While polishing off chicken and large baked potatoes smothered in sour cream, Peter and John Hill seemed absorbed in the ever-changing conversation at their table that touched on everything from indulgences to the merits of the Latin language.
Seated with several teens and young adults who are discerning a call to the priesthood, the Hill brothers listened intently as a college student shared how he just joined the church after years as an agnostic. A priest talked about his love for kayaking while another cleric explained how he found his vocation later in life and joined a religious order.
As active parishioners of St. Alphonsus Rodriguez in Woodstock with several priest friends, the home-schooled teens said they know priests don’t spend all their lives somberly praying. But it was still eye-opening to hear firsthand how men of the cloth – and future men of the cloth – enjoy sports, good food and fun like anyone else.
“I liked hearing how Father (Brian) Rafferty goes kayaking,” said John, 14. “He’s just one of the guys.”
John and Peter, 17, were two of 24 young people who gathered at the Monsignor O’Dwyer Retreat House in Sparks for a vocations supper and mini-retreat with Archbishop Edwin F. O’Brien. Youth ministers from across the archdiocese encouraged their parishioners to attend the annual event, and some of the ministers were present with their parish representatives.
Father Gerard Francik, vocations director, said turnout at this year’s dinner was the biggest in more than a decade and probably the biggest ever.
After dinner, participants gathered in the chapel to listen to priests and seminarians tell their vocation stories and answer questions about the priestly life.
Archbishop O’Brien said he was attracted to the priesthood through the example of the priests of his home parish in New York. Everything revolved around the parish, he said, and it was easy to identify with priests.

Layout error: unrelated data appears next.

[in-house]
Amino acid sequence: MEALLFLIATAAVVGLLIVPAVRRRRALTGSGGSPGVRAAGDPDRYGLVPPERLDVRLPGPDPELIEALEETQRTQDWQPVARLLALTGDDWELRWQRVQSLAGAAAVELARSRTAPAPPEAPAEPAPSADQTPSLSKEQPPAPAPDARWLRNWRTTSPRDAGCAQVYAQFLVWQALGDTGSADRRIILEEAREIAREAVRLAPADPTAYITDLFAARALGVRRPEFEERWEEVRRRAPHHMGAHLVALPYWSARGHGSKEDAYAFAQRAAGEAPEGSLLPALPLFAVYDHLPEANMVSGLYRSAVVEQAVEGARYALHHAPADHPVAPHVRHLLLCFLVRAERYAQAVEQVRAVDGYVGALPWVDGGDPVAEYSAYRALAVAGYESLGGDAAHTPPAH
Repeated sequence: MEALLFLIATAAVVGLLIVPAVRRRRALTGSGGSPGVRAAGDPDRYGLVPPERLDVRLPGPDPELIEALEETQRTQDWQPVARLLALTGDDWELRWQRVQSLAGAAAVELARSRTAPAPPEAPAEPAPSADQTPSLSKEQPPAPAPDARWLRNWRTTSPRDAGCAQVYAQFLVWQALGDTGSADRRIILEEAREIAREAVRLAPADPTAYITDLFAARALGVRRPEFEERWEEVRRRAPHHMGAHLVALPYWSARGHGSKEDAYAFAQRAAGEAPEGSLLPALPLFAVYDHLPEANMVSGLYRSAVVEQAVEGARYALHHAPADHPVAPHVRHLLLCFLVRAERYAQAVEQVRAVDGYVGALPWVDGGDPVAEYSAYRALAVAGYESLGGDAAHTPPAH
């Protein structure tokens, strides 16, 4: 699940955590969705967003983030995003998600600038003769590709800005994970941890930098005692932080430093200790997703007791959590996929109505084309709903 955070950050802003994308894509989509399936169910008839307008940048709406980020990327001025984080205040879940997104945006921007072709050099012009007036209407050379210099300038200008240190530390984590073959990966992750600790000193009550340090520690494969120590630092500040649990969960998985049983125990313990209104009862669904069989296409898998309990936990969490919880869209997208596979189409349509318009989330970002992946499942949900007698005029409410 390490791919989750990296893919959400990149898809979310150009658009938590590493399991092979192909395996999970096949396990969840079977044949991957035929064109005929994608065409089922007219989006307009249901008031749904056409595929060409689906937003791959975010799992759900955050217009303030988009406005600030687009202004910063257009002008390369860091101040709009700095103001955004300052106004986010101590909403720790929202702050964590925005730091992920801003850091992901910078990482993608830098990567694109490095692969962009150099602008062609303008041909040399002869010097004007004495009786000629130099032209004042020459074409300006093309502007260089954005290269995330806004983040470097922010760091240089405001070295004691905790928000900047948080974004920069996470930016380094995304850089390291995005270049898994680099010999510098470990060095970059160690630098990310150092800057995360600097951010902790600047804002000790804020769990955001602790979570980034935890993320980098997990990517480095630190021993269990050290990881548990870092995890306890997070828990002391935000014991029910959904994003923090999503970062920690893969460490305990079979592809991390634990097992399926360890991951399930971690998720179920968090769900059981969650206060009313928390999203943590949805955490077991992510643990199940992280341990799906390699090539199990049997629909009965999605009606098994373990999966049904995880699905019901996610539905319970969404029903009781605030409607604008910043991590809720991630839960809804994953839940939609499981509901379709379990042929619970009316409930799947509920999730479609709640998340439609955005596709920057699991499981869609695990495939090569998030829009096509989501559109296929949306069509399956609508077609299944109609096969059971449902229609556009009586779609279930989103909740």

The archbishop said he loves every minute of his priesthood and he encouraged his audience to be open to God’s call.
“You just place yourself in God’s hands and say whatever presents itself is God’s will and I’ll do it,” he said, noting that he never dreamed that he would one day become the archbishop of Baltimore.
“I’ve found that much simpler than trying to make great plans for yourself,” he said.
Rev. Mr. Ernest Cibelli, a transitional deacon will be ordained to the priesthood in about 14 months, said he too was attracted to the priesthood by watching the priests of his home parish of St. Louis, Clarksville. Rev. Mr. Cibelli was an altar boy and later worked in the parish office.
“I saw that the priests were a group of guys who had good times, lots of laughter, but who were also helping people when they were struggling,” he said.
In response to a question from one young man who said he was struggling between choosing marriage and the priesthood, Father Francik encouraged him to pray and think about the life that will best serve God.
“That’s what makes discernment so tough,” he said, noting that marriage and the priesthood are both good ways to lead a holy life.
“It’s more about what fits and thinking about where you feel most fruitful and where you will do the most good,” he said.
Father Francik said signs of a priestly vocation usually center on a desire of the heart that doesn’t go away.
“There’s no bolt of lightning,” he said.
Finding it difficult to choose between devoting himself to a pro-life ministry or the priesthood, Keith Hamilton, a 17-year-old parishioner of St. Ignatius, Hickory, asked for advice about choosing between the two.
Father Francik responded by suggesting that he could do both.
“I really think he helped me step outside the box and think maybe I can do both and maybe they do work together,” Keith told The Catholic Review.
Keith said he was encouraged to see other young men like himself in discernment.
“I was thrilled to openly ask questions and I felt very comfortable getting insightful answers,” he said.